Yesterday I had my second meeting with the team I’m working with on this project. It was just as excellent as the first one was. We reviewed the first two chapters I’d written, and the feedback was so positive. It’s really nice to be so comfortable. The packaging guy was in town for this one, and it was good to meet him too; he said a coupe of very complimentary things about how I was functioning in the meeting and how pleased he was that the team had coalesced so well. And he suggested that if I was interested, if there were any projects that came across his desk that he thought I’d be good for, that he could call me. (Yes! Yes, please do that!)

The team sent me home with swag for the family, too. It was heavy to haul home — there’s just over half an hour of walking involved in my commute to and from downtown for these in-person meetings — but everyone here was delighted. In theory the two huge hardcover books are for my reference use, but HRH buried himself in one right away because it was directly applicable to something he’s doing right now.

We outlined the fifth and sixth sections of the book, so now I have the second and third to cover and have these two on the horizon as well. I am hitting the right tone and level of detail they want, which is good to know; I wanted to have this review meeting of the first two chapters I finished rough drafts of before going into the next set, just in case I was really missing the point somehow.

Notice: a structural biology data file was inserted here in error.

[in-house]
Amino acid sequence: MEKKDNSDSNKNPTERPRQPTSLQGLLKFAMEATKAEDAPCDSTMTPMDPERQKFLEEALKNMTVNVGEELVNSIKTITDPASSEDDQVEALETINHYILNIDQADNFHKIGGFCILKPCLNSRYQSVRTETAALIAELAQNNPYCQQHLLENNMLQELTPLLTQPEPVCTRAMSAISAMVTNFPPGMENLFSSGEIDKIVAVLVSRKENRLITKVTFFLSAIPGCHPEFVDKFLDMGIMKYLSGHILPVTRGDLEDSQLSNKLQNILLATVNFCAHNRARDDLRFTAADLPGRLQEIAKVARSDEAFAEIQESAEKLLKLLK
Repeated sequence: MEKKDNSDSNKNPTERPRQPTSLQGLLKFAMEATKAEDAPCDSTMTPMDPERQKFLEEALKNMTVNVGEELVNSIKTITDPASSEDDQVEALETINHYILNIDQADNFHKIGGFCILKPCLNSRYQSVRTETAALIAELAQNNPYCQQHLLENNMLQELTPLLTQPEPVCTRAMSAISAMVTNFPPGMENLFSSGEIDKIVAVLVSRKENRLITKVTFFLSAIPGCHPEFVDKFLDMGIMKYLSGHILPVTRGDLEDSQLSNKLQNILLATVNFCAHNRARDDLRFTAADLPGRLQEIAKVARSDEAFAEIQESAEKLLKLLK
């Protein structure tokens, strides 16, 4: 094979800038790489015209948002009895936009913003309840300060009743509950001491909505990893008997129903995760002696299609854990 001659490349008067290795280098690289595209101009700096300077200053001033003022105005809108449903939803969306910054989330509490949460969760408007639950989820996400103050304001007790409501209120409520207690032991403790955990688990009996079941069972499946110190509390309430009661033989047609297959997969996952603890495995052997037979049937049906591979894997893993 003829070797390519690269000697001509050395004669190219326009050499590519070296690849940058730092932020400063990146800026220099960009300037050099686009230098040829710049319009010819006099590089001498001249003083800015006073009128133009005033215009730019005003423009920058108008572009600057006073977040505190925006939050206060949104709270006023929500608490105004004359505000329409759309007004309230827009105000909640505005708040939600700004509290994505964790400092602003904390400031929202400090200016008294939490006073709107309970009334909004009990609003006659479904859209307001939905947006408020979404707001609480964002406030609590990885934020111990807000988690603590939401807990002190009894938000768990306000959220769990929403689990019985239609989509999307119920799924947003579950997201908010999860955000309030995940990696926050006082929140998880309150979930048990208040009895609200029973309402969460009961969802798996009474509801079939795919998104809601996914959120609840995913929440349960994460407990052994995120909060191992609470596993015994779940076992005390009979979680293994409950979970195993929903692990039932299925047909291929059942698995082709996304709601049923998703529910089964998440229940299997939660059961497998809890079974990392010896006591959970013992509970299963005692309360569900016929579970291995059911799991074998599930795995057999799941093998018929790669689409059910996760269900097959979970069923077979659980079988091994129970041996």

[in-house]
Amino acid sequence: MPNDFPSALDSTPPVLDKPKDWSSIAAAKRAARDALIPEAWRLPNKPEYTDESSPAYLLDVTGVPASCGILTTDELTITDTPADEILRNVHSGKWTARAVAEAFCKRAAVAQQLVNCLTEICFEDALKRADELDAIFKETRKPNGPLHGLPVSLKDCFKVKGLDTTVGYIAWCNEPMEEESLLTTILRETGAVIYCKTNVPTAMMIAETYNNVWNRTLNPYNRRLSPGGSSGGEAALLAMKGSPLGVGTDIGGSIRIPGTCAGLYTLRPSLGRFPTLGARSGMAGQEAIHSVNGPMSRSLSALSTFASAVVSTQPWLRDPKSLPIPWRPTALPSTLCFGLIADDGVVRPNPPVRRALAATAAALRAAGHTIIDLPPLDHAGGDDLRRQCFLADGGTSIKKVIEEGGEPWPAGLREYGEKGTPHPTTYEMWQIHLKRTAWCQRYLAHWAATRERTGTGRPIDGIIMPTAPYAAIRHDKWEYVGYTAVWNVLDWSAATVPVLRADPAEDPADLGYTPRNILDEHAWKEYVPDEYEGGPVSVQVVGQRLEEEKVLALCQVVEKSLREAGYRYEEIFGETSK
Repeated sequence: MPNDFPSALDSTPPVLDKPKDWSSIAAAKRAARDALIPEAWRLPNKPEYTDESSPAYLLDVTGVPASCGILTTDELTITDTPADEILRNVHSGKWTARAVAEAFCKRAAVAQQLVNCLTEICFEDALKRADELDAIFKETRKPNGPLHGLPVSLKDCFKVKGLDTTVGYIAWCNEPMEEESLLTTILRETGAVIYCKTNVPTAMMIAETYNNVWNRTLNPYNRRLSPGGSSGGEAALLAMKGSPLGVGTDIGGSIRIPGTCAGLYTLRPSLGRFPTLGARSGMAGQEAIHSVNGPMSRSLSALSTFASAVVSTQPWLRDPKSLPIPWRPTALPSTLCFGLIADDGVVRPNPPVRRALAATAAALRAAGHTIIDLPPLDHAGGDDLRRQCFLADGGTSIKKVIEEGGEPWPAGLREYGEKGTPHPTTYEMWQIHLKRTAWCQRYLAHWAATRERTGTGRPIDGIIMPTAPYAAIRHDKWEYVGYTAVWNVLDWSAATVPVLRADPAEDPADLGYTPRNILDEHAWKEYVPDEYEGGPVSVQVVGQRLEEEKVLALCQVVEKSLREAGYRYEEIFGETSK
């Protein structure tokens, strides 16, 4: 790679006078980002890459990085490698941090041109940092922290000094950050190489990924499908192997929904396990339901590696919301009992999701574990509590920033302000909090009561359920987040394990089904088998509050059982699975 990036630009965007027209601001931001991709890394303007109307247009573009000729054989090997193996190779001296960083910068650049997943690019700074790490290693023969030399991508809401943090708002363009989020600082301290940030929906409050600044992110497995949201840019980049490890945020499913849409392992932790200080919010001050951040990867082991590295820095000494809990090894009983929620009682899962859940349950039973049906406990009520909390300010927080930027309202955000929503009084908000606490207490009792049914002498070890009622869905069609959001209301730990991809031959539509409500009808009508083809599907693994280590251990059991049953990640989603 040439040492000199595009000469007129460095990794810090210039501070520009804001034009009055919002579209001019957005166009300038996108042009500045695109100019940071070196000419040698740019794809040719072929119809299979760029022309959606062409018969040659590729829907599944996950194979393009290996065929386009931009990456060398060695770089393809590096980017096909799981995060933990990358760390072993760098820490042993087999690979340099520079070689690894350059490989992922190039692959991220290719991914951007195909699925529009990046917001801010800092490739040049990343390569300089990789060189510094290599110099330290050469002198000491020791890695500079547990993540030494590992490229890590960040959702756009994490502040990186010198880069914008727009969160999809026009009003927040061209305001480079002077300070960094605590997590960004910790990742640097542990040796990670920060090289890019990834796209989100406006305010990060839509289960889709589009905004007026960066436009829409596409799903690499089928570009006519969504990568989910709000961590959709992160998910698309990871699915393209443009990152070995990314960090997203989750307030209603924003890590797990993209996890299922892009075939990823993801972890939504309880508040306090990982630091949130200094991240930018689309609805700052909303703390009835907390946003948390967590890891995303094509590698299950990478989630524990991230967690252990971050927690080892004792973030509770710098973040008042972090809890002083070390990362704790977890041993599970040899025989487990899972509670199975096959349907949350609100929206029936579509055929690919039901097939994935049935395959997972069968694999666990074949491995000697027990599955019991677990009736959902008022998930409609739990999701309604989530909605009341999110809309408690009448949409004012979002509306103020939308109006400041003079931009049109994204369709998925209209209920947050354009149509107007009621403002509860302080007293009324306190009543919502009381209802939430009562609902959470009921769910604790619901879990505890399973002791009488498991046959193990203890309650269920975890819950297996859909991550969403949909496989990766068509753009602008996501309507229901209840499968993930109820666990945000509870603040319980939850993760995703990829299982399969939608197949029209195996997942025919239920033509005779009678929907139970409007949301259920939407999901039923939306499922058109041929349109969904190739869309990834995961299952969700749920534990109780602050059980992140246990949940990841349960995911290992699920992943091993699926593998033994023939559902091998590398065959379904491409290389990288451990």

In non-work news, I am finally going to get to Rhinebeck, which is an enormous fleece and fibre festival in mid-October. (The actual name of it is the New York State Sheep and Wool Festival, but no one calls it that.) Ceri, Megan, and I and a bunch of my online mums group are going to meet there; we’re all renting a house for the weekend! (A few houses, actually; people kept saying they were going to go, too, and more houses had to be booked. It’s crazy, and so exciting.) It’s going to be a ridiculous amount of fun, and my phone already knows how to autocorrect Rhinebeck to RHINEBECK, all caps; that’s how exciting it is. For some reason I thought Rhinebeck was much further away. Google tells me it’s just about four hours. That’s not taking border-crossing times into account, but still — that’s closer than driving to visit my parents. And there’s a Rhinebeck thing; people knit sweaters to wear while there. So I am going to knit a sweater. An easy one, mind you, but a real sweater. Once this book is done, that is. I’ve already swatched two different yarns, even, and know which one I’ll be using.

Cello, work, yarn stuff. That’s a pretty decent summary of what’s been going on.